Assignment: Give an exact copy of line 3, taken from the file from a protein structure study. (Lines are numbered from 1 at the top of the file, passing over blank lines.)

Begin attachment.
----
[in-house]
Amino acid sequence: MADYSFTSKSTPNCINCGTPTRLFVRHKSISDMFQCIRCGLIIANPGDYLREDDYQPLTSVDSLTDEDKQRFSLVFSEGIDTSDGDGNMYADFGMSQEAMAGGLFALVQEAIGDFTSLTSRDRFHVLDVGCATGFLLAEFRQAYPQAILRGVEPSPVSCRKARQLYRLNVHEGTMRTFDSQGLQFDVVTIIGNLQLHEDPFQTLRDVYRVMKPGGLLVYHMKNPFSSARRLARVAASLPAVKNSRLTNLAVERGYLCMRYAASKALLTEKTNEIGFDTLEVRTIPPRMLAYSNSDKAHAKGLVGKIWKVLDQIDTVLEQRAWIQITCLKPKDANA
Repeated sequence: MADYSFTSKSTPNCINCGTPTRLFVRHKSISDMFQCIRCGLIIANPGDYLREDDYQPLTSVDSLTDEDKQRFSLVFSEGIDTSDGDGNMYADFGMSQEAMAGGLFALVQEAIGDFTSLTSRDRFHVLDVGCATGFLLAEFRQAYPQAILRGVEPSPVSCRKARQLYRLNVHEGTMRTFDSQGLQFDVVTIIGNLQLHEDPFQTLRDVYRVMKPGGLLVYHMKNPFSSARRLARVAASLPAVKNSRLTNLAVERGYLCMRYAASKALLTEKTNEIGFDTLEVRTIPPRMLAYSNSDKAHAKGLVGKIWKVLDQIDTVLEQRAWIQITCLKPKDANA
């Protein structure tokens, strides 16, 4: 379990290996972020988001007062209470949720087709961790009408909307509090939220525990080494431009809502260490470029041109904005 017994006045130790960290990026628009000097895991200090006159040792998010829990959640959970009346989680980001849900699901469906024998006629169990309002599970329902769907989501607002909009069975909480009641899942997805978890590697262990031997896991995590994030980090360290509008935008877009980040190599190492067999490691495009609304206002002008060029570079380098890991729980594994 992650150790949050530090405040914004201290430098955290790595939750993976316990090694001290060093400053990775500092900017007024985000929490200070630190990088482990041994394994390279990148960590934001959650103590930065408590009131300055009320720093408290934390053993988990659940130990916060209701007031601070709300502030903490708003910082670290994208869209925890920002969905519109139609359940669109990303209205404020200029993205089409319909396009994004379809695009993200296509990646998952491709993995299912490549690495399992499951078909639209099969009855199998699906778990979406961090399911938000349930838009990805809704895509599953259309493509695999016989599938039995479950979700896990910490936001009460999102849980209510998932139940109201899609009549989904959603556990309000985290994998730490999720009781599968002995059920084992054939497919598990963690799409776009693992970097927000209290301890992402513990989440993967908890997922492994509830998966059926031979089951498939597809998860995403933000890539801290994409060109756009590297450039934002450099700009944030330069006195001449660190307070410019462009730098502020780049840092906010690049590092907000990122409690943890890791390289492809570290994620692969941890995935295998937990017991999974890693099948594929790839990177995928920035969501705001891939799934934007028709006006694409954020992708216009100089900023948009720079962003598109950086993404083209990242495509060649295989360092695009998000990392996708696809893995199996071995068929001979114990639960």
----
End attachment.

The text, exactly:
Repeated sequence: MADYSFTSKSTPNCINCGTPTRLFVRHKSISDMFQCIRCGLIIANPGDYLREDDYQPLTSVDSLTDEDKQRFSLVFSEGIDTSDGDGNMYADFGMSQEAMAGGLFALVQEAIGDFTSLTSRDRFHVLDVGCATGFLLAEFRQAYPQAILRGVEPSPVSCRKARQLYRLNVHEGTMRTFDSQGLQFDVVTIIGNLQLHEDPFQTLRDVYRVMKPGGLLVYHMKNPFSSARRLARVAASLPAVKNSRLTNLAVERGYLCMRYAASKALLTEKTNEIGFDTLEVRTIPPRMLAYSNSDKAHAKGLVGKIWKVLDQIDTVLEQRAWIQITCLKPKDANA